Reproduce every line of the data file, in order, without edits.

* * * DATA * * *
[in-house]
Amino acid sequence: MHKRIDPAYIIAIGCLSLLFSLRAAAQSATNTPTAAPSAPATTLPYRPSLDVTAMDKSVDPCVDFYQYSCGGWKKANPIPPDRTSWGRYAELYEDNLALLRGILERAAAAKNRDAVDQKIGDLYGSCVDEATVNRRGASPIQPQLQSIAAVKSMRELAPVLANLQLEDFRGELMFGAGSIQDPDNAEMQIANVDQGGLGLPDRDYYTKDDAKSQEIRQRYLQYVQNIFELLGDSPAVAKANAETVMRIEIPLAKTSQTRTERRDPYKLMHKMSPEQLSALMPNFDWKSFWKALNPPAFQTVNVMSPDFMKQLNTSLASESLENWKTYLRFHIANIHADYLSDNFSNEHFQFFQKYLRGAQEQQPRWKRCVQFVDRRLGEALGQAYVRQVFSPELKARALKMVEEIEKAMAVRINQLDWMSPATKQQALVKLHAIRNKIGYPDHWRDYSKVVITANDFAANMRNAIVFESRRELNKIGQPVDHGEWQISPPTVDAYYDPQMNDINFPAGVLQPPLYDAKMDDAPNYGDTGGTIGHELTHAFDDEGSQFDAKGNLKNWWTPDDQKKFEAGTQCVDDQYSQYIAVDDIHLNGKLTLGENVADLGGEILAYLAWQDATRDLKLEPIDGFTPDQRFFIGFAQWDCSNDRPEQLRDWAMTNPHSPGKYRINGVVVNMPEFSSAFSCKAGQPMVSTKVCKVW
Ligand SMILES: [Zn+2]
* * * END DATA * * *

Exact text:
[in-house]
Amino acid sequence: MHKRIDPAYIIAIGCLSLLFSLRAAAQSATNTPTAAPSAPATTLPYRPSLDVTAMDKSVDPCVDFYQYSCGGWKKANPIPPDRTSWGRYAELYEDNLALLRGILERAAAAKNRDAVDQKIGDLYGSCVDEATVNRRGASPIQPQLQSIAAVKSMRELAPVLANLQLEDFRGELMFGAGSIQDPDNAEMQIANVDQGGLGLPDRDYYTKDDAKSQEIRQRYLQYVQNIFELLGDSPAVAKANAETVMRIEIPLAKTSQTRTERRDPYKLMHKMSPEQLSALMPNFDWKSFWKALNPPAFQTVNVMSPDFMKQLNTSLASESLENWKTYLRFHIANIHADYLSDNFSNEHFQFFQKYLRGAQEQQPRWKRCVQFVDRRLGEALGQAYVRQVFSPELKARALKMVEEIEKAMAVRINQLDWMSPATKQQALVKLHAIRNKIGYPDHWRDYSKVVITANDFAANMRNAIVFESRRELNKIGQPVDHGEWQISPPTVDAYYDPQMNDINFPAGVLQPPLYDAKMDDAPNYGDTGGTIGHELTHAFDDEGSQFDAKGNLKNWWTPDDQKKFEAGTQCVDDQYSQYIAVDDIHLNGKLTLGENVADLGGEILAYLAWQDATRDLKLEPIDGFTPDQRFFIGFAQWDCSNDRPEQLRDWAMTNPHSPGKYRINGVVVNMPEFSSAFSCKAGQPMVSTKVCKVW
Ligand SMILES: [Zn+2]